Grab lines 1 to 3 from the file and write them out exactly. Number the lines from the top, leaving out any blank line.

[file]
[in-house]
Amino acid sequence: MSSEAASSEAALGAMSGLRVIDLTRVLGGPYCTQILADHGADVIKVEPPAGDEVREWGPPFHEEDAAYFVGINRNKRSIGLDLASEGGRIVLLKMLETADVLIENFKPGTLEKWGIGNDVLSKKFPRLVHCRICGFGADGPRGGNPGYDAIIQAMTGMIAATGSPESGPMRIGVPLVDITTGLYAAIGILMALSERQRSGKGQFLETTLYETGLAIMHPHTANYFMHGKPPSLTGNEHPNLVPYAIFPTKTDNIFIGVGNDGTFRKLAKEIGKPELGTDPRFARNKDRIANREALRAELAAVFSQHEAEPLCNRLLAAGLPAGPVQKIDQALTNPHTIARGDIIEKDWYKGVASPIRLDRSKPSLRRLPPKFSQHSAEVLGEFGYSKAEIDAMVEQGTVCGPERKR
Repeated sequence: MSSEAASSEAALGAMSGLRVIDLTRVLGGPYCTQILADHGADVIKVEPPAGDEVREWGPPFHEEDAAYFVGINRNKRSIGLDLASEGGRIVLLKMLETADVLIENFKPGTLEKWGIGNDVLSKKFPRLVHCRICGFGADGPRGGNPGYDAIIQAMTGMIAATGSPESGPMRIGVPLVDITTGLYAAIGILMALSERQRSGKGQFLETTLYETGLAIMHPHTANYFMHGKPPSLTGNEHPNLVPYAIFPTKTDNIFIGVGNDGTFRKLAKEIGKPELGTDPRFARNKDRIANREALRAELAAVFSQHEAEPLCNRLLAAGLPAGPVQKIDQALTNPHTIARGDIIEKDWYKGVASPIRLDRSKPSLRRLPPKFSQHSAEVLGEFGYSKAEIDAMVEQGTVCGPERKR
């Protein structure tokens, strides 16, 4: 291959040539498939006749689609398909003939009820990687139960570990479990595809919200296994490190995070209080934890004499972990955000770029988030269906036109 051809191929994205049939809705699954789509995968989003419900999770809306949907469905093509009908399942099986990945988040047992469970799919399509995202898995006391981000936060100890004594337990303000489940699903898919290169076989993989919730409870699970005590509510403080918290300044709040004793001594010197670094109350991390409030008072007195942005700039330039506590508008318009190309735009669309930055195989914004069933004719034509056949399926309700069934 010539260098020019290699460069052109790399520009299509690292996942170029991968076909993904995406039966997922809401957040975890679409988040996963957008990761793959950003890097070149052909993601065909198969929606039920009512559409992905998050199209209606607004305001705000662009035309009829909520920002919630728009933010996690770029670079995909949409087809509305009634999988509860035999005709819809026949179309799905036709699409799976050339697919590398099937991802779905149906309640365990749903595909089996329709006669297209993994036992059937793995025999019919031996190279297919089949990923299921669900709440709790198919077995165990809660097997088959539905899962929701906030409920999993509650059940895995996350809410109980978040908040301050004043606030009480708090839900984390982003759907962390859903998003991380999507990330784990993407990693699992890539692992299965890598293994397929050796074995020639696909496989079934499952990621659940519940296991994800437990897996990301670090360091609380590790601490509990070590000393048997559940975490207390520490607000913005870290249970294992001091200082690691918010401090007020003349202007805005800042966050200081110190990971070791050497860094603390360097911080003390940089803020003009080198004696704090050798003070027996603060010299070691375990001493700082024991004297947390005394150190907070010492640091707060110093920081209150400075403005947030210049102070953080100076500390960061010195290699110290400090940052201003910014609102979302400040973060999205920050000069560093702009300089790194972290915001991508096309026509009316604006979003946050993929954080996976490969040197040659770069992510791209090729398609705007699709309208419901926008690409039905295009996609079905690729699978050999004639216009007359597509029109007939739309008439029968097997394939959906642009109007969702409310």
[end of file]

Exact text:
[in-house]
Amino acid sequence: MSSEAASSEAALGAMSGLRVIDLTRVLGGPYCTQILADHGADVIKVEPPAGDEVREWGPPFHEEDAAYFVGINRNKRSIGLDLASEGGRIVLLKMLETADVLIENFKPGTLEKWGIGNDVLSKKFPRLVHCRICGFGADGPRGGNPGYDAIIQAMTGMIAATGSPESGPMRIGVPLVDITTGLYAAIGILMALSERQRSGKGQFLETTLYETGLAIMHPHTANYFMHGKPPSLTGNEHPNLVPYAIFPTKTDNIFIGVGNDGTFRKLAKEIGKPELGTDPRFARNKDRIANREALRAELAAVFSQHEAEPLCNRLLAAGLPAGPVQKIDQALTNPHTIARGDIIEKDWYKGVASPIRLDRSKPSLRRLPPKFSQHSAEVLGEFGYSKAEIDAMVEQGTVCGPERKR
Repeated sequence: MSSEAASSEAALGAMSGLRVIDLTRVLGGPYCTQILADHGADVIKVEPPAGDEVREWGPPFHEEDAAYFVGINRNKRSIGLDLASEGGRIVLLKMLETADVLIENFKPGTLEKWGIGNDVLSKKFPRLVHCRICGFGADGPRGGNPGYDAIIQAMTGMIAATGSPESGPMRIGVPLVDITTGLYAAIGILMALSERQRSGKGQFLETTLYETGLAIMHPHTANYFMHGKPPSLTGNEHPNLVPYAIFPTKTDNIFIGVGNDGTFRKLAKEIGKPELGTDPRFARNKDRIANREALRAELAAVFSQHEAEPLCNRLLAAGLPAGPVQKIDQALTNPHTIARGDIIEKDWYKGVASPIRLDRSKPSLRRLPPKFSQHSAEVLGEFGYSKAEIDAMVEQGTVCGPERKR